I am very pleased to join you today representing the Secretary-General.
I commend Ambassador Peter Thomson and the Government of Fiji for so successfully leading the Group of 77 and I look forward to your continued leadership during this important General Assembly session. At the same time I warmly welcome Ambassador Llorentty Soliz of Bolivia to his important new post.
Recent events have proven yet again that global threats demand global solutions. The more interconnected humanity becomes, the more we need to cooperate on answers to our common problems. Climate change, bio-diversity loss, youth unemployment, social upheavals, threats to security and economic turmoil all require an international responses. And the United Nations is the best place as the main universal organization to facilitate this global collaboration.
Members of the Group of 77 and China have a long history of contributing to and shaping the work of the United Nations. We deeply appreciate your close attention to the committee work of the General Assembly, your contributions to the Economic and Social Council, and your valuable and central role across the international agenda.
I applaud the Group of 77 for its unfailing commitment to multilateralism and to enduring solutions through the United Nations.
On behalf of the Secretary-General, I thank you for your support and I look forward to working closely with all of you as we prepare for the upcoming historic 50th anniversary of the G77 next year.
I am delighted to congratulate Bolivia on assuming the leadership of the G77 at the beginning of next year. I thank Ambassador Llorentty Solíz and the Government of the Plurinational State of Bolivia for taking on this responsibility. Bolivia is a founding member of the G77 and has successfully chaired the Group in the past. We look forward to your leadership of this indispensable body of Member States.
You can count on the full cooperation of the United Nations system.
This year is crucial as we speed up our efforts to achieve the Millennium Development Goals while starting to craft the post-2015 development agenda.
I thank the President of the General Assembly, Ambassador John Ashe, for setting the stage so thoroughly and systematically for this extremely important enterprise for the peoples of the world.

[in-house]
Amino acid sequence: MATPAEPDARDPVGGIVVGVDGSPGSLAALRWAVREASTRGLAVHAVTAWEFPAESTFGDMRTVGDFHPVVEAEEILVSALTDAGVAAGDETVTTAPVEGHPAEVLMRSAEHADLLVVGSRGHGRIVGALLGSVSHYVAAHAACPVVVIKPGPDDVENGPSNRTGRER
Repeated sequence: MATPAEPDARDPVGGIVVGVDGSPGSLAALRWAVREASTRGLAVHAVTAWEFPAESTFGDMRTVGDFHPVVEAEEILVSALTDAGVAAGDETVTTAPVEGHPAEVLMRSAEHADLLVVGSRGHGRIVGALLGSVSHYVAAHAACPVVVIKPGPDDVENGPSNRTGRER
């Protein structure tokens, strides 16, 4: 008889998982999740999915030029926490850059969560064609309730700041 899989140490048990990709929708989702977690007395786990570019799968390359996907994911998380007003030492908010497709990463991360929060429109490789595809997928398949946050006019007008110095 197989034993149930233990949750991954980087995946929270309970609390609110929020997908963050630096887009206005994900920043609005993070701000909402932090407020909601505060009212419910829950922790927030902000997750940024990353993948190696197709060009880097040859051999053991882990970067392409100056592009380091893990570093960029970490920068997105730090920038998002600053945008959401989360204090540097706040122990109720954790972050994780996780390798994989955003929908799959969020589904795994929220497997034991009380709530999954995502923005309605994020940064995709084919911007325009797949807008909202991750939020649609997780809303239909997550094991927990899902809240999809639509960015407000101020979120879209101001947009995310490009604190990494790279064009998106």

The Secretary-General stated his vision in his recent report “A Life of Dignity for All”. It calls for renewed efforts to reach the MDGs by the end of 2015. It also recognizes that the post-2015 era demands a new vision and a transformative framework.
The MDGs have galvanized unprecedented national commitment and international support. They have resulted in substantial progress in many areas. I value the important South-South cooperation that the G77 helps to promote and foster. I was impressed by the Global South-South Development Expo during my recent visit to Nairobi. I saw several innovative new forms of cooperation among developing countries. I fully support the dynamic work of the United Nations Office for South-South Cooperation.
But there are still sharp differences in meeting the Goals across and within countries and regions.
About one billion people still live in extreme poverty. Far too many people, and especially women, face serious deprivations in health, education and access to sanitation and clean water. That is why I, on behalf of the Secretary-General, launched a Call to Action on Sanitation. Inequalities violate human rights, undermine development and threaten security.
We must continue to do everything we can to achieve the MDGs by the end of 2015. For many countries, this is a major challenge. Every commitment we make now to achieve the MDGs translates directly into better conditions for people and their communities. The steps we take now will become the stepping stones for our future development agenda.
I count on the G77 and China to actively help formulate the post-2015 development agenda.
The Special Event of the General Assembly on the MDGs in September called for a post-2015 development agenda that is universal. It will have poverty eradication as its highest priority and sustainable development at its core. The only way to make poverty eradication irreversible is by putting the world on a sustainable development path.
This agenda will apply to all countries, developed and developing, recognizing shared interests, different needs and mutual responsibilities.
The agenda will be carried out in a changing international environment. The geography of poverty is shifting. We face rising inequalities. Globalization is speeding up and global growth is slowing down. This has an impact even on those countries experiencing high growth rates. We need better common approaches to our collective challenges.
I commend Member States for calling for a new agenda that should also promote peace and security, democratic governance, the rule of law and institution building as well as gender equality and human rights for all.
We especially have to focus on the means of implementation of this universal agenda. We must ensure that sustainable development is properly financed and that the development agenda is one that responds to the needs of all countries. Official development assistance (ODA) will remain crucial, particularly for the least developed countries. In addition, other resources, domestic and international, public and private, will need to be mobilized.
In this effort, we count on the G77 and China to continue to bring fresh ideas, flexible and creative negotiating approaches and practical as well as principled proposals to the table.
Let us, together, make the most of this moment for the United Nations and the world.